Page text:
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Coverage of Ofcom's latest annual report on the state of communications in the UK shows that much of the so-called establishment in the country still look at technology with wide-eyed wonder: "Ooh, pretty; clever; shiny!"

National newspaper headlines proclaiming that children understand more about technology than their parents were probably written by the same people who, as children themselves, were showing their parents how to program the VCR 20 years ago. It was ever thus.

At a government level, politicians are only starting to realise they can look good by being associated with tech - hence George Osborne turning up to launch a new fintech programme last week, and David Cameron ever desperate to associate himself with tech startups (even if much of his promised cash doesn't actually get spent).

Meanwhile, as the establishment gazes in rapture, the rest of us are just getting on with being digital. We're on the web more than ever, using mobiles, connecting to Wi-Fi, upgrading to superfast broadband, watching Netflix, and quite naturally integrating all this great technology into our everyday life and work.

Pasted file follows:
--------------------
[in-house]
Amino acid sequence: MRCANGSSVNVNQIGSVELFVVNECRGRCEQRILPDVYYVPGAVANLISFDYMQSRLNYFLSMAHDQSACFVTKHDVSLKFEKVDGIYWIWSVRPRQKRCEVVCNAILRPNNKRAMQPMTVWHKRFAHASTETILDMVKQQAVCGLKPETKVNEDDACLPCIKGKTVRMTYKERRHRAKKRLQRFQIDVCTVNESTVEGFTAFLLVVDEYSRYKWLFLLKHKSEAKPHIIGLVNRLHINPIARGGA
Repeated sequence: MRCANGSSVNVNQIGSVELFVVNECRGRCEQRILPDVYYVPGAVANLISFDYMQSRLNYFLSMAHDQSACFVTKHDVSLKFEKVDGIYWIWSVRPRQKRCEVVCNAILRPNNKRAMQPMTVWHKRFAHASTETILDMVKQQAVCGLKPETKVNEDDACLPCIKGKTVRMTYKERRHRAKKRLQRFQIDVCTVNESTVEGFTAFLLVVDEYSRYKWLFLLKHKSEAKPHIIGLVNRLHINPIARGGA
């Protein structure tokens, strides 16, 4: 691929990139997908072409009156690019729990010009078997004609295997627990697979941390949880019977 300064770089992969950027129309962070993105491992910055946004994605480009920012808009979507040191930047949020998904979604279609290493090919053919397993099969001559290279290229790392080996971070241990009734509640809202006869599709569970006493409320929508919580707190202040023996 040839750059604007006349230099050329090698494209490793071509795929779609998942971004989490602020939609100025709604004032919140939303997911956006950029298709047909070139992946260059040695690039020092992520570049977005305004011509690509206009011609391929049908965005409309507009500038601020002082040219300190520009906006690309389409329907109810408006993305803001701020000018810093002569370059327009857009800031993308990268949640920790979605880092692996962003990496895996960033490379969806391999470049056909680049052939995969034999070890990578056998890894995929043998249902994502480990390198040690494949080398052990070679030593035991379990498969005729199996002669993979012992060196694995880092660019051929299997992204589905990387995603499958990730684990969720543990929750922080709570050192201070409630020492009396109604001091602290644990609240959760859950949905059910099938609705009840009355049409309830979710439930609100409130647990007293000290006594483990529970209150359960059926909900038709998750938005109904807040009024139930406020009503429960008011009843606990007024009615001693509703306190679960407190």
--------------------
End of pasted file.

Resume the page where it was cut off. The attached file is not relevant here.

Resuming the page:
There can no longer be any question of whether people are embracing technology - it is self-evident they are, and that given new tools and faster speeds, we will all continue to do so. There is no need to debate if or when we will need 5G mobile and 100Mbps (or more) broadband - it is obvious that we will, and sooner rather than later.

The government also quietly announced this week a consultation on a national communications infrastructure strategy, which is pondering just these sorts of questions and what public support will be needed to make it happen. It's an absolutely critical process, but it needs to be much higher profile and more ambitious.

The key infrastructure questions for the UK in 2030 or 2040 are not to do with airports, roads or railways - they are to do with communications and technology. It's no good looking at what we need in 2020 because we need to be looking much further ahead than that - not guessing what technologies will have emerged in 20 years' time, but enabling an environment that allows them to emerge and be rapidly adopted.